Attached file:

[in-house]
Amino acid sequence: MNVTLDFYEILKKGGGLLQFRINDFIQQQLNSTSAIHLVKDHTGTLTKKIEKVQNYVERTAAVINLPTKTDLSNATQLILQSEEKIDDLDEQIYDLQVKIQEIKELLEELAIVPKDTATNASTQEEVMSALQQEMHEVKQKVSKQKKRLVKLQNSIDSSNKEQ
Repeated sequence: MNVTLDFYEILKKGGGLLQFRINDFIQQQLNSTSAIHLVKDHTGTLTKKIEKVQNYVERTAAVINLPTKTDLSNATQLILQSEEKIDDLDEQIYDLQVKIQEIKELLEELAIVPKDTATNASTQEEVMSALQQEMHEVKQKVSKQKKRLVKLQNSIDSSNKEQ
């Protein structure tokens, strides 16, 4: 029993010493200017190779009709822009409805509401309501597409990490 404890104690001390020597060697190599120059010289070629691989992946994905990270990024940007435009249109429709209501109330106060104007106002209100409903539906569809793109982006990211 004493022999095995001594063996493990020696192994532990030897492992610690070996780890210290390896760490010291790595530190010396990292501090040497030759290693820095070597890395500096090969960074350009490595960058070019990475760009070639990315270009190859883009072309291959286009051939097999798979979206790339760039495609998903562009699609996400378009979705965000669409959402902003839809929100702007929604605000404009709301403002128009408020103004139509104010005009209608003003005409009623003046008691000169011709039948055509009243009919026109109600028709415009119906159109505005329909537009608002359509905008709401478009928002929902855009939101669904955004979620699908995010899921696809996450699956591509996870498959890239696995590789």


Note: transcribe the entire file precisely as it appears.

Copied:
[in-house]
Amino acid sequence: MNVTLDFYEILKKGGGLLQFRINDFIQQQLNSTSAIHLVKDHTGTLTKKIEKVQNYVERTAAVINLPTKTDLSNATQLILQSEEKIDDLDEQIYDLQVKIQEIKELLEELAIVPKDTATNASTQEEVMSALQQEMHEVKQKVSKQKKRLVKLQNSIDSSNKEQ
Repeated sequence: MNVTLDFYEILKKGGGLLQFRINDFIQQQLNSTSAIHLVKDHTGTLTKKIEKVQNYVERTAAVINLPTKTDLSNATQLILQSEEKIDDLDEQIYDLQVKIQEIKELLEELAIVPKDTATNASTQEEVMSALQQEMHEVKQKVSKQKKRLVKLQNSIDSSNKEQ
């Protein structure tokens, strides 16, 4: 029993010493200017190779009709822009409805509401309501597409990490 404890104690001390020597060697190599120059010289070629691989992946994905990270990024940007435009249109429709209501109330106060104007106002209100409903539906569809793109982006990211 004493022999095995001594063996493990020696192994532990030897492992610690070996780890210290390896760490010291790595530190010396990292501090040497030759290693820095070597890395500096090969960074350009490595960058070019990475760009070639990315270009190859883009072309291959286009051939097999798979979206790339760039495609998903562009699609996400378009979705965000669409959402902003839809929100702007929604605000404009709301403002128009408020103004139509104010005009209608003003005409009623003046008691000169011709039948055509009243009919026109109600028709415009119906159109505005329909537009608002359509905008709401478009928002929902855009939101669904955004979620699908995010899921696809996450699956591509996870498959890239696995590789």